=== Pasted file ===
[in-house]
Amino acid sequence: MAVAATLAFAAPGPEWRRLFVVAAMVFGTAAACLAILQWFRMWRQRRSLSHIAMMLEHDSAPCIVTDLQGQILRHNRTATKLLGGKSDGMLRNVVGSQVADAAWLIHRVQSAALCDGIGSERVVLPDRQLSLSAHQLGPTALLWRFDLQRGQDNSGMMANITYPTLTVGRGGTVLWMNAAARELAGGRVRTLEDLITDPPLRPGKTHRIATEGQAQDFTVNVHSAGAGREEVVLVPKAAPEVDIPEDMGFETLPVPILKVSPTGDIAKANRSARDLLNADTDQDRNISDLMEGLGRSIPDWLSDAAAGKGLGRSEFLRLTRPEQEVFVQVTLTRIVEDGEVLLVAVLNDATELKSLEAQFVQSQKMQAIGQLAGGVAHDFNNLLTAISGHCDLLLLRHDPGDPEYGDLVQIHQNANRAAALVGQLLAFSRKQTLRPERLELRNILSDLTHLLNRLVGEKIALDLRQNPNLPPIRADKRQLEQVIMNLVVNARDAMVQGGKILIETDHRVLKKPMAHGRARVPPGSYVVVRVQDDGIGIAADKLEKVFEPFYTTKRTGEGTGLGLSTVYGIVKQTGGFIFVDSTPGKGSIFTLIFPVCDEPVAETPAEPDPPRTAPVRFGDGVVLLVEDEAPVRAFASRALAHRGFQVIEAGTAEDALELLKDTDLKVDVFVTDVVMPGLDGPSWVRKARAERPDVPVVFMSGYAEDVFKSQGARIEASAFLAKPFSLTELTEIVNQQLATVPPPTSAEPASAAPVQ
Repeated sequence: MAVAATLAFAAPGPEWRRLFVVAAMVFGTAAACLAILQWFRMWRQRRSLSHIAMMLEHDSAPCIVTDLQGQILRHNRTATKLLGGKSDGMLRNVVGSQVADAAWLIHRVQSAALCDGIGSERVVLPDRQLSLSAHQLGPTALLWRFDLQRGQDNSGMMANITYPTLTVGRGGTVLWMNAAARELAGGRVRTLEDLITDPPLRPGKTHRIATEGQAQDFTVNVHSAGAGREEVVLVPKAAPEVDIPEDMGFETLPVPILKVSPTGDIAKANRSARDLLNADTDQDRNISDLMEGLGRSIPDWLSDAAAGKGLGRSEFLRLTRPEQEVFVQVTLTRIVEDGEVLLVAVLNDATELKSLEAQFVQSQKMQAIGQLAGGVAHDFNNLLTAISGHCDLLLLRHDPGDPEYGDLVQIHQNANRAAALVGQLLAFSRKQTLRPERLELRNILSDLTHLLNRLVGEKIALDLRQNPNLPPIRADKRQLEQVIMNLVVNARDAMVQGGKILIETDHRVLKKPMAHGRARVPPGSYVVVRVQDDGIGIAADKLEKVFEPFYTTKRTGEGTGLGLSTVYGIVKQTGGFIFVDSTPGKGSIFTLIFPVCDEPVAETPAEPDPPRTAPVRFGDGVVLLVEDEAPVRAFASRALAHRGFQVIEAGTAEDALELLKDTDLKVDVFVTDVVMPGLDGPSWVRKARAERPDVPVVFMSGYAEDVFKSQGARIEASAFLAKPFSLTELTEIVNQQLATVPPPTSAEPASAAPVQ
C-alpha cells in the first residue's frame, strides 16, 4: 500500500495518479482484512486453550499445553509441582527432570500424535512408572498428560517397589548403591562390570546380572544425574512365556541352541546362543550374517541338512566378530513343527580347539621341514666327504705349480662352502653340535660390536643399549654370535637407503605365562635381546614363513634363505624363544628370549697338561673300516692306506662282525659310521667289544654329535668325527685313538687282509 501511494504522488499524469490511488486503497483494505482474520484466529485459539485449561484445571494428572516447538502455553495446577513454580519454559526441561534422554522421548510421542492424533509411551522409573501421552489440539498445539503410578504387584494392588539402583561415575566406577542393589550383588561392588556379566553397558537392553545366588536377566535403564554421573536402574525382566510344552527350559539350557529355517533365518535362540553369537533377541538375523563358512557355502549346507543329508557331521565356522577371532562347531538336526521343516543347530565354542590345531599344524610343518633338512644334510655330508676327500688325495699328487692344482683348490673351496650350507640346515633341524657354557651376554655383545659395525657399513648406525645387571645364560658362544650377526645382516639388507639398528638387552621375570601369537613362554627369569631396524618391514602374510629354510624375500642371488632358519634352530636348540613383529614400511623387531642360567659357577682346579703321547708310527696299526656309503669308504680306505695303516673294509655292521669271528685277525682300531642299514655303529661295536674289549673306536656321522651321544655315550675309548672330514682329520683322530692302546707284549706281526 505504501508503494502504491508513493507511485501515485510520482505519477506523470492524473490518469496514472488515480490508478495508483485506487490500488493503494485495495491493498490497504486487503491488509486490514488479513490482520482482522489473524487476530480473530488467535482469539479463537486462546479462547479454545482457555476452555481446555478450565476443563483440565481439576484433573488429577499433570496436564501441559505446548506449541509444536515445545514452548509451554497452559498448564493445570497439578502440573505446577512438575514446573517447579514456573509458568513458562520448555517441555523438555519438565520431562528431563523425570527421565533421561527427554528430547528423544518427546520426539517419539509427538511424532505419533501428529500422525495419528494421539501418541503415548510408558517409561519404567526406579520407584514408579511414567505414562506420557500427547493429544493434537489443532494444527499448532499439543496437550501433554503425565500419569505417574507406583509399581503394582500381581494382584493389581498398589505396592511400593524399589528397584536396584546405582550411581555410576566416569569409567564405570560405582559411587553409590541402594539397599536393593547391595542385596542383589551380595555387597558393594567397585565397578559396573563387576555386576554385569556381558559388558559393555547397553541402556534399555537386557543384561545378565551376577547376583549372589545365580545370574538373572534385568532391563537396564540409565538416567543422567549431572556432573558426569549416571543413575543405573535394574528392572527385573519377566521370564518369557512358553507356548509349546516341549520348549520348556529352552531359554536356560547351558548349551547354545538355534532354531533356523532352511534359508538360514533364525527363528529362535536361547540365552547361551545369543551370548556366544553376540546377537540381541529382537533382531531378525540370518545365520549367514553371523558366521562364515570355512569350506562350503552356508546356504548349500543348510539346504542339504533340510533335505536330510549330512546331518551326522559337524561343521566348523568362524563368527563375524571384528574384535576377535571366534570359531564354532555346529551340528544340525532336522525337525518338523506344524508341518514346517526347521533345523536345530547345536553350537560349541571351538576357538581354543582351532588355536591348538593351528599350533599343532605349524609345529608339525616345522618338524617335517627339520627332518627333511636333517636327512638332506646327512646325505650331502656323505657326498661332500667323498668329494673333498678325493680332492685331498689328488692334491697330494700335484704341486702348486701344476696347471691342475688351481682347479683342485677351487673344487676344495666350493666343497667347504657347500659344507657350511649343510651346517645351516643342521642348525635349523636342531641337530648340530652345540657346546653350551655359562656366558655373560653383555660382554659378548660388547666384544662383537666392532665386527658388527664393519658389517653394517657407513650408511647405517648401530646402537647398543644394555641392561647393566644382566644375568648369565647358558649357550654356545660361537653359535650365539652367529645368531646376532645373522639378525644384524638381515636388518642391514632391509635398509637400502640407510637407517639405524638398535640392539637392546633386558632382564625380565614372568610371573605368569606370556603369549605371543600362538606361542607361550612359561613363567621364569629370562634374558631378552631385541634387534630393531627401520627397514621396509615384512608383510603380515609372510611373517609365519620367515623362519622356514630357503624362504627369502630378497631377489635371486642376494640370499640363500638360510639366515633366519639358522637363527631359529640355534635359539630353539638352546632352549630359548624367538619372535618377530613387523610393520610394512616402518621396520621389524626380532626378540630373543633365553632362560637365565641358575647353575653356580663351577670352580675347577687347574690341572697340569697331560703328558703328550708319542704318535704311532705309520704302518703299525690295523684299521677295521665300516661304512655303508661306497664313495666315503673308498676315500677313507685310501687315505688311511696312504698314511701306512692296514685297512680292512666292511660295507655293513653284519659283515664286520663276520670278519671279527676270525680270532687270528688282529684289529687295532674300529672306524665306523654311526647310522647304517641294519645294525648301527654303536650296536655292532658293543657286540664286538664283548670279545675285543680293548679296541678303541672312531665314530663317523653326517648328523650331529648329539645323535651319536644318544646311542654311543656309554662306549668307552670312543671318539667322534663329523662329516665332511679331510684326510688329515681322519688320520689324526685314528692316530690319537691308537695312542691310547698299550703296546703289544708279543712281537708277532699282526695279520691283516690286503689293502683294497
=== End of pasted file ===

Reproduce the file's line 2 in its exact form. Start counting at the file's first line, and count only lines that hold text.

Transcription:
Amino acid sequence: MAVAATLAFAAPGPEWRRLFVVAAMVFGTAAACLAILQWFRMWRQRRSLSHIAMMLEHDSAPCIVTDLQGQILRHNRTATKLLGGKSDGMLRNVVGSQVADAAWLIHRVQSAALCDGIGSERVVLPDRQLSLSAHQLGPTALLWRFDLQRGQDNSGMMANITYPTLTVGRGGTVLWMNAAARELAGGRVRTLEDLITDPPLRPGKTHRIATEGQAQDFTVNVHSAGAGREEVVLVPKAAPEVDIPEDMGFETLPVPILKVSPTGDIAKANRSARDLLNADTDQDRNISDLMEGLGRSIPDWLSDAAAGKGLGRSEFLRLTRPEQEVFVQVTLTRIVEDGEVLLVAVLNDATELKSLEAQFVQSQKMQAIGQLAGGVAHDFNNLLTAISGHCDLLLLRHDPGDPEYGDLVQIHQNANRAAALVGQLLAFSRKQTLRPERLELRNILSDLTHLLNRLVGEKIALDLRQNPNLPPIRADKRQLEQVIMNLVVNARDAMVQGGKILIETDHRVLKKPMAHGRARVPPGSYVVVRVQDDGIGIAADKLEKVFEPFYTTKRTGEGTGLGLSTVYGIVKQTGGFIFVDSTPGKGSIFTLIFPVCDEPVAETPAEPDPPRTAPVRFGDGVVLLVEDEAPVRAFASRALAHRGFQVIEAGTAEDALELLKDTDLKVDVFVTDVVMPGLDGPSWVRKARAERPDVPVVFMSGYAEDVFKSQGARIEASAFLAKPFSLTELTEIVNQQLATVPPPTSAEPASAAPVQ